Francis Borgia, 4th Duke of Gandía
|Duke of Gandía |
|Born||28 October 1510|
Duchy of Gandía, Kingdom of Valencia, Spain
|Died||30 September 1572 (aged 61)|
Rome, Papal States
|Venerated in||Catholic Church|
|Beatified||23 November 1624, Madrid, Kingdom of Spain by Pope Urban VIII|
|Canonized||20 June 1670, Rome by Pope Clement X|
|Major shrine||Relics translated to Jesuit church in Madrid, 1901|
10 October (General Roman Calendar 1688–1969)
|Attributes||Skull crowned with an emperor's diadem|
|Patronage||Against earthquakes; Portugal; Gandía; Rota, Marianas|
Francis Borgia, 4th Duke of Gandía (Valencian: Francesc de Borja, Spanish: Francisco de Borja) (1510–1572), venerated as Saint Francis Borgia, was a great-grandson of Pope Alexander VI, a Grandee of Spain, a Spanish Jesuit, and third Superior General of the Society of Jesus. He was canonized on 20 June 1670 by Pope Clement X.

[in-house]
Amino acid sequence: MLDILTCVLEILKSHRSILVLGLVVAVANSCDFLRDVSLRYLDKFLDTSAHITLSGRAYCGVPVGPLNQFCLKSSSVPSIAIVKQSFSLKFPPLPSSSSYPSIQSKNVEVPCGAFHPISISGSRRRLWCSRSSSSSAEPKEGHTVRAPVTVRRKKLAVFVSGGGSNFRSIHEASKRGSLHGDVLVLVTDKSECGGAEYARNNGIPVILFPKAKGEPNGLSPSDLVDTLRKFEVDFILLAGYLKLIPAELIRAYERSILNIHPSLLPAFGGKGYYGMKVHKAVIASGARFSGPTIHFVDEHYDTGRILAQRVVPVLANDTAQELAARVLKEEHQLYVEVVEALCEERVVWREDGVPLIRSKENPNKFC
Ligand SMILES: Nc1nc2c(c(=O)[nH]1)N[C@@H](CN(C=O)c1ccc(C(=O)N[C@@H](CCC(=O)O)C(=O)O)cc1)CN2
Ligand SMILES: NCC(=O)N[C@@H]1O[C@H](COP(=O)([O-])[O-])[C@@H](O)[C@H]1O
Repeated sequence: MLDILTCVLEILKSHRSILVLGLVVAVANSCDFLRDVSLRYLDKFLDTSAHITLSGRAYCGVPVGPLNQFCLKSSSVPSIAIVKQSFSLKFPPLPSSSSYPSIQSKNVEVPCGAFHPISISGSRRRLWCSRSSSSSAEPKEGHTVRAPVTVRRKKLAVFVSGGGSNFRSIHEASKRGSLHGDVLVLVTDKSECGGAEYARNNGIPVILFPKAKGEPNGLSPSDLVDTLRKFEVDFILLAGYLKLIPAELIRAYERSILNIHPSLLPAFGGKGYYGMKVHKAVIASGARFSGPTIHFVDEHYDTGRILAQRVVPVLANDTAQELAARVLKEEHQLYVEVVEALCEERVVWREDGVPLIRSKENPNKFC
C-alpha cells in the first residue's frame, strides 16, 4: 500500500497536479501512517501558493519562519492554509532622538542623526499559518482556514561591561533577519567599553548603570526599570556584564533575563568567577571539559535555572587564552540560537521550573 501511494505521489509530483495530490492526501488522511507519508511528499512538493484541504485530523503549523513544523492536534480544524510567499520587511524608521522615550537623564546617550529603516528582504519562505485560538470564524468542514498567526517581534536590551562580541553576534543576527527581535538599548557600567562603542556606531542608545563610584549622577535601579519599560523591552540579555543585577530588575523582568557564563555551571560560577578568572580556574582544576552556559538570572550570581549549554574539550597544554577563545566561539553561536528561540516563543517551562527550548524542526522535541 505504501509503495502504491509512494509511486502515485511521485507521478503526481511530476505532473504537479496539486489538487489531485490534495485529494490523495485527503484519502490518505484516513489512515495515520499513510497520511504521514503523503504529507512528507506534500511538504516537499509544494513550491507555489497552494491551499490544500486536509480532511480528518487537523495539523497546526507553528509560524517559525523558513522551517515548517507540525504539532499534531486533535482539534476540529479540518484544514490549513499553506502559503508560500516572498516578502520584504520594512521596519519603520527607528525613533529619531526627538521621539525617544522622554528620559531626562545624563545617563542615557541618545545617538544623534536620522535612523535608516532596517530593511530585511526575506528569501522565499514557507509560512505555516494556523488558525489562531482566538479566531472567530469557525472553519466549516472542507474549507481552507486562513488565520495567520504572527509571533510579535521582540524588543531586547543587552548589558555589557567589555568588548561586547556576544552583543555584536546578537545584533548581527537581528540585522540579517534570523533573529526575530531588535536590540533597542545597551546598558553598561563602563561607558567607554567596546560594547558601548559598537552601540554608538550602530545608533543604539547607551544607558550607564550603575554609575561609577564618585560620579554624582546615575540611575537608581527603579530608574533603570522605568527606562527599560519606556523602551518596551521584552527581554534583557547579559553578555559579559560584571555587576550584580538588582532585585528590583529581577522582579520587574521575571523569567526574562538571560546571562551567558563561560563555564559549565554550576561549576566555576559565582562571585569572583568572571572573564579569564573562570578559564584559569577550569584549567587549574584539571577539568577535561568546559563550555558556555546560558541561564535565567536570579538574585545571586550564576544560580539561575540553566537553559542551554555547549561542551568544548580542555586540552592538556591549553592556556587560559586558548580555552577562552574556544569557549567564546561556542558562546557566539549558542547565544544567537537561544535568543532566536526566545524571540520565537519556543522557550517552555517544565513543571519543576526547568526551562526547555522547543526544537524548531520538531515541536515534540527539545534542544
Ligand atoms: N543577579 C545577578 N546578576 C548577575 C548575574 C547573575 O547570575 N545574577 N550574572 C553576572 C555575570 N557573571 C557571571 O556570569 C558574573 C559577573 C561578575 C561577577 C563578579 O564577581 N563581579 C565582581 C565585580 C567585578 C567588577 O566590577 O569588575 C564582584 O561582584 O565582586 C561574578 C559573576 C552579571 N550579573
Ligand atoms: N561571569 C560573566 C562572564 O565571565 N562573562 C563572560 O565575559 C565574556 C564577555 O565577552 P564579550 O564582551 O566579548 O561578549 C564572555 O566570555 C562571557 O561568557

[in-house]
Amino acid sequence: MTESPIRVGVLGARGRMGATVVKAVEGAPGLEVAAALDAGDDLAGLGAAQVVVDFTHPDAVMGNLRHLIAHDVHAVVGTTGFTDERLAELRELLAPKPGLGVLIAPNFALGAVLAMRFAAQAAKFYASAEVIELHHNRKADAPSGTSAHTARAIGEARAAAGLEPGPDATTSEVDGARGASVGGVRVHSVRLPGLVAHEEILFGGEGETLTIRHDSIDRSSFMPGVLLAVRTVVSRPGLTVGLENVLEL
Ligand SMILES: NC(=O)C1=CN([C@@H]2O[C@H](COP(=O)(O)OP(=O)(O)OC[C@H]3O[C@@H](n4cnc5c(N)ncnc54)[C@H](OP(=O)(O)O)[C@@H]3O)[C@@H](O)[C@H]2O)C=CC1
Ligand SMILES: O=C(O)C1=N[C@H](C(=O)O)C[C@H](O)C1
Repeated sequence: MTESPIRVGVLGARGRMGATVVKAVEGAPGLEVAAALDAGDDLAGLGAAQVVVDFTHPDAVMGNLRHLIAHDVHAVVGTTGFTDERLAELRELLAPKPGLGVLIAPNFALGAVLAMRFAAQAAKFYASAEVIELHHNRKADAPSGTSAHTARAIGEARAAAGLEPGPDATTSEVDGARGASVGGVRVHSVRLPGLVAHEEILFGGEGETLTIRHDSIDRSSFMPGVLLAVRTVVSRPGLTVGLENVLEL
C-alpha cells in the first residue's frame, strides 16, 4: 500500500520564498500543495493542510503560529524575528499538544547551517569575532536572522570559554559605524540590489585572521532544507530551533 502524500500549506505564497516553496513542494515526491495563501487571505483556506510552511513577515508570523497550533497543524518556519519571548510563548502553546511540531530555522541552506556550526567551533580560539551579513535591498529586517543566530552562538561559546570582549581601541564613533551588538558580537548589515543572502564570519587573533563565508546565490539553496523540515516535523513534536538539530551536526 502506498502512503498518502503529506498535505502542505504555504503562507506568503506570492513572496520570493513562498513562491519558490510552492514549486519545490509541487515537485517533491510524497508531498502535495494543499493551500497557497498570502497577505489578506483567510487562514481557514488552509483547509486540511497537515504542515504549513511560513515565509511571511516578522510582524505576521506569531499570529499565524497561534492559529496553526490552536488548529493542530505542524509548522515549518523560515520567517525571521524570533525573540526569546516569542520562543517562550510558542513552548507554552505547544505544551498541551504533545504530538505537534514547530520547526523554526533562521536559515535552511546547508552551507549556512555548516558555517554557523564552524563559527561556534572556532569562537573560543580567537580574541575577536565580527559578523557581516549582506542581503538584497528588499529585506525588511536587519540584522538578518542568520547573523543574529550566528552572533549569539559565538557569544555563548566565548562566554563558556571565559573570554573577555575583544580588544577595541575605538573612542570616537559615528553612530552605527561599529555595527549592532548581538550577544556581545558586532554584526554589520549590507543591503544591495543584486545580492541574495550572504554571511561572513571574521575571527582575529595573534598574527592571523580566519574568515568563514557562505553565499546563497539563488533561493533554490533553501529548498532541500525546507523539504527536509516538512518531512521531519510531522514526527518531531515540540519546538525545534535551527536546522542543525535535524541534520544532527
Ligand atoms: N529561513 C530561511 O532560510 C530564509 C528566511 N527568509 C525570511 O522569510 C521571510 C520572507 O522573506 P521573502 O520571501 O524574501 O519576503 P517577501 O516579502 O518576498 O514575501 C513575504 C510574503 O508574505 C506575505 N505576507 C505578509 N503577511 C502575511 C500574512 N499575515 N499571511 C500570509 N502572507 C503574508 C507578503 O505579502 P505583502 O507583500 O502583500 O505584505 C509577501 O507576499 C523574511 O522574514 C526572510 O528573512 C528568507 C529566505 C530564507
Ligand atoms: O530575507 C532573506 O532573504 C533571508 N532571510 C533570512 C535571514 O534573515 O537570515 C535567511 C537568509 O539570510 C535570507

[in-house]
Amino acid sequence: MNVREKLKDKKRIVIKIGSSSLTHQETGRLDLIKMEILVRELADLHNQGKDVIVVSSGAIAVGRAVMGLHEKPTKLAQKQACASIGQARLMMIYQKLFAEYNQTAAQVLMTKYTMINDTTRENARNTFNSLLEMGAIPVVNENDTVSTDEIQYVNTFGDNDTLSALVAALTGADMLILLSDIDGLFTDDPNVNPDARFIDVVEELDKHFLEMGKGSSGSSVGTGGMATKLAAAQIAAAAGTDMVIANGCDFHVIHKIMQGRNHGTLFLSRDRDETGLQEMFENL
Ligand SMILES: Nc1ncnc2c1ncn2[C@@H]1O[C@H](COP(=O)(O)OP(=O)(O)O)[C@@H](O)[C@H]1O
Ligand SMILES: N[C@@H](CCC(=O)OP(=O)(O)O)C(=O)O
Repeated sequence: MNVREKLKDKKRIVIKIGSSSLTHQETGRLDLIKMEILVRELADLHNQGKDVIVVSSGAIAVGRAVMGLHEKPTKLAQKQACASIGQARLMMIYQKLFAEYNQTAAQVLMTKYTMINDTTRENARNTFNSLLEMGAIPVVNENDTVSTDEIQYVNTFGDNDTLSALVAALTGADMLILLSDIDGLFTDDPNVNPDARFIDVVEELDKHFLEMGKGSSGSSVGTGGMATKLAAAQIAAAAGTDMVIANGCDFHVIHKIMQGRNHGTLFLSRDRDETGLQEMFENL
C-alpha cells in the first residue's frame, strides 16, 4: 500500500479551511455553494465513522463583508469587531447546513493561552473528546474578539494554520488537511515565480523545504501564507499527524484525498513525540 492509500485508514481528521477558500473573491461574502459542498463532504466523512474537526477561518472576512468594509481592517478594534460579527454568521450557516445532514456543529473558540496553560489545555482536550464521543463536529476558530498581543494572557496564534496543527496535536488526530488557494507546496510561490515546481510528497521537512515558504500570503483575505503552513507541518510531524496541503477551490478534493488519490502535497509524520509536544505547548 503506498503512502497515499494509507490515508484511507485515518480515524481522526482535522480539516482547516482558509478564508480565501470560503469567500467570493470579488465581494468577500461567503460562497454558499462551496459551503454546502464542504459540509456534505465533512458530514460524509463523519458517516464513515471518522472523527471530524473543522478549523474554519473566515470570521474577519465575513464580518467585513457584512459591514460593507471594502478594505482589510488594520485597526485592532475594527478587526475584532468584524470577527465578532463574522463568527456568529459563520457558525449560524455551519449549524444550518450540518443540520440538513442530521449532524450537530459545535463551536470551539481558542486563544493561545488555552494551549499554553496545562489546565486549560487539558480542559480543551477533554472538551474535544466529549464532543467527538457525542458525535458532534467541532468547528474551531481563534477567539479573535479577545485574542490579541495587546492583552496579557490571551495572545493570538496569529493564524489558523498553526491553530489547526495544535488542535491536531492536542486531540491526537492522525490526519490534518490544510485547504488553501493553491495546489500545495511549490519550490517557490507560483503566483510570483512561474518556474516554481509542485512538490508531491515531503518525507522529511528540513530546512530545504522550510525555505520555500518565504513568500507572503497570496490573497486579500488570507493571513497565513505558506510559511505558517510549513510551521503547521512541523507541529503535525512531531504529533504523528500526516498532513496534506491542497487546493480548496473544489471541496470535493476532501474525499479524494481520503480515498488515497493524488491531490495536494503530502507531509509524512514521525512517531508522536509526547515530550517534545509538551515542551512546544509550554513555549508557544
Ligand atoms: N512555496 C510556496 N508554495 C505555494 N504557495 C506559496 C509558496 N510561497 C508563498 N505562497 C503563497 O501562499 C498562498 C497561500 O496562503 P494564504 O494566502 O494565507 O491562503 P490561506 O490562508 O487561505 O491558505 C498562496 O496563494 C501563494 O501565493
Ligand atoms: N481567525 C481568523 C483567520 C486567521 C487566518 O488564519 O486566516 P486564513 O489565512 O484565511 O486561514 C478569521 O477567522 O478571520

He was born in Duchy of Gandía, Valencia, on 28 October 1510. His father was Juan Borgia, 3rd Duke of Gandía, the son of Giovanni Borgia, the son of Pope Alexander VI (Rodrigo Borgia). His mother was Juana, daughter of Alonso de Aragón, Archbishop of Zaragoza, who, in turn, was the illegitimate son of King Ferdinand II of Aragon. His brother, Tomás de Borja y Castro, also became a clergyman, becoming the Bishop of Málaga, and later the Archbishop of Zaragoza.
Although as a child he was very pious and wished to become a monk, his family sent him instead to the court of Charles V, Holy Roman Emperor (who was also King Charles I of Spain), where he was welcomed as a kinsman. He distinguished himself there, accompanying the Emperor on several campaigns.
Adult life and career
In Madrid in the month of September 1529, he married a Portuguese noblewoman, Leonor de Castro Mello y Meneses. They had eight children: Carlos in 1530, Isabel in 1532, Juan in 1533, Álvaro circa 1535, Juana also circa 1535, Fernando in 1537, Dorotea in 1538, and Alfonso in 1539. Charles V appointed him Marquess of Lombay, master of the hounds, and equerry to the empress.